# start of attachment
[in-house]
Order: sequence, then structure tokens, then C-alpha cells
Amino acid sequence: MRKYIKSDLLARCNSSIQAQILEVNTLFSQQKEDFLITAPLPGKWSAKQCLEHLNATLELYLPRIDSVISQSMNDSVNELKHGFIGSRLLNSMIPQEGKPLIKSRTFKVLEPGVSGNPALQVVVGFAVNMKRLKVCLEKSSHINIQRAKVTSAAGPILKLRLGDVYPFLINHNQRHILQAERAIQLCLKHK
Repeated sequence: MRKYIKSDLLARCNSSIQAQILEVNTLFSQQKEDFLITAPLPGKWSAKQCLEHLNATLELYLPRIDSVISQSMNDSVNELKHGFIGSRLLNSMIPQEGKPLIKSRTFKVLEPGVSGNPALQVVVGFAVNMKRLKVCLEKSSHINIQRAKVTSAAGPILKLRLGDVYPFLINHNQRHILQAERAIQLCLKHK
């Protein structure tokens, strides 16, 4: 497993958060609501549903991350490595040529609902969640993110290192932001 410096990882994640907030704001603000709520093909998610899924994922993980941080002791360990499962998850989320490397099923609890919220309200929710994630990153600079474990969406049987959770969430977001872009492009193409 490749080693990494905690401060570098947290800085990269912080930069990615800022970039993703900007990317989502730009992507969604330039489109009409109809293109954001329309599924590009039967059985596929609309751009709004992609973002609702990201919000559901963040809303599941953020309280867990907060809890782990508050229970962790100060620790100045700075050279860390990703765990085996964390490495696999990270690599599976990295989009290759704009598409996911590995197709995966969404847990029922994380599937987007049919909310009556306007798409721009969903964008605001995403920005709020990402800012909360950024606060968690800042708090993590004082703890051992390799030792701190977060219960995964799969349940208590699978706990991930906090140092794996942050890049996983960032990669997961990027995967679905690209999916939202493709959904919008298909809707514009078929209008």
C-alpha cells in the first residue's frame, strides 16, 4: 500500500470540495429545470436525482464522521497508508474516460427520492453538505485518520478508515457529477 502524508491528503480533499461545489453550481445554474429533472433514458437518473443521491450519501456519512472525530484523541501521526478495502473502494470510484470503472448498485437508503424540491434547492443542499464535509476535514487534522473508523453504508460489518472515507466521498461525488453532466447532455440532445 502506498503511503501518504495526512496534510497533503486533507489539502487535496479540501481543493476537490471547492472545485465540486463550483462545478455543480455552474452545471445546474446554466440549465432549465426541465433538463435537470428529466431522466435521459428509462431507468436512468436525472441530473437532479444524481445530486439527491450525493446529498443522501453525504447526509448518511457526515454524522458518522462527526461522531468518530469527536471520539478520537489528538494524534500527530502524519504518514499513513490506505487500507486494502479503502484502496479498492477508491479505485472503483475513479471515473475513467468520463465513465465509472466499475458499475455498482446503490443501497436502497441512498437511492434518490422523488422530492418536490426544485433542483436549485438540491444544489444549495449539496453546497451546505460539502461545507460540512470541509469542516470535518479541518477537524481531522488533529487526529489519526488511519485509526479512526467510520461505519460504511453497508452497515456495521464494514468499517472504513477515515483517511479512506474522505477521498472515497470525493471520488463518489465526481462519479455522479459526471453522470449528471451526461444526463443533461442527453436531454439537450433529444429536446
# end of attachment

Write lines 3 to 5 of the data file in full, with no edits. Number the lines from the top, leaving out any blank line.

Amino acid sequence: MRKYIKSDLLARCNSSIQAQILEVNTLFSQQKEDFLITAPLPGKWSAKQCLEHLNATLELYLPRIDSVISQSMNDSVNELKHGFIGSRLLNSMIPQEGKPLIKSRTFKVLEPGVSGNPALQVVVGFAVNMKRLKVCLEKSSHINIQRAKVTSAAGPILKLRLGDVYPFLINHNQRHILQAERAIQLCLKHK
Repeated sequence: MRKYIKSDLLARCNSSIQAQILEVNTLFSQQKEDFLITAPLPGKWSAKQCLEHLNATLELYLPRIDSVISQSMNDSVNELKHGFIGSRLLNSMIPQEGKPLIKSRTFKVLEPGVSGNPALQVVVGFAVNMKRLKVCLEKSSHINIQRAKVTSAAGPILKLRLGDVYPFLINHNQRHILQAERAIQLCLKHK
């Protein structure tokens, strides 16, 4: 497993958060609501549903991350490595040529609902969640993110290192932001 410096990882994640907030704001603000709520093909998610899924994922993980941080002791360990499962998850989320490397099923609890919220309200929710994630990153600079474990969406049987959770969430977001872009492009193409 490749080693990494905690401060570098947290800085990269912080930069990615800022970039993703900007990317989502730009992507969604330039489109009409109809293109954001329309599924590009039967059985596929609309751009709004992609973002609702990201919000559901963040809303599941953020309280867990907060809890782990508050229970962790100060620790100045700075050279860390990703765990085996964390490495696999990270690599599976990295989009290759704009598409996911590995197709995966969404847990029922994380599937987007049919909310009556306007798409721009969903964008605001995403920005709020990402800012909360950024606060968690800042708090993590004082703890051992390799030792701190977060219960995964799969349940208590699978706990991930906090140092794996942050890049996983960032990669997961990027995967679905690209999916939202493709959904919008298909809707514009078929209008």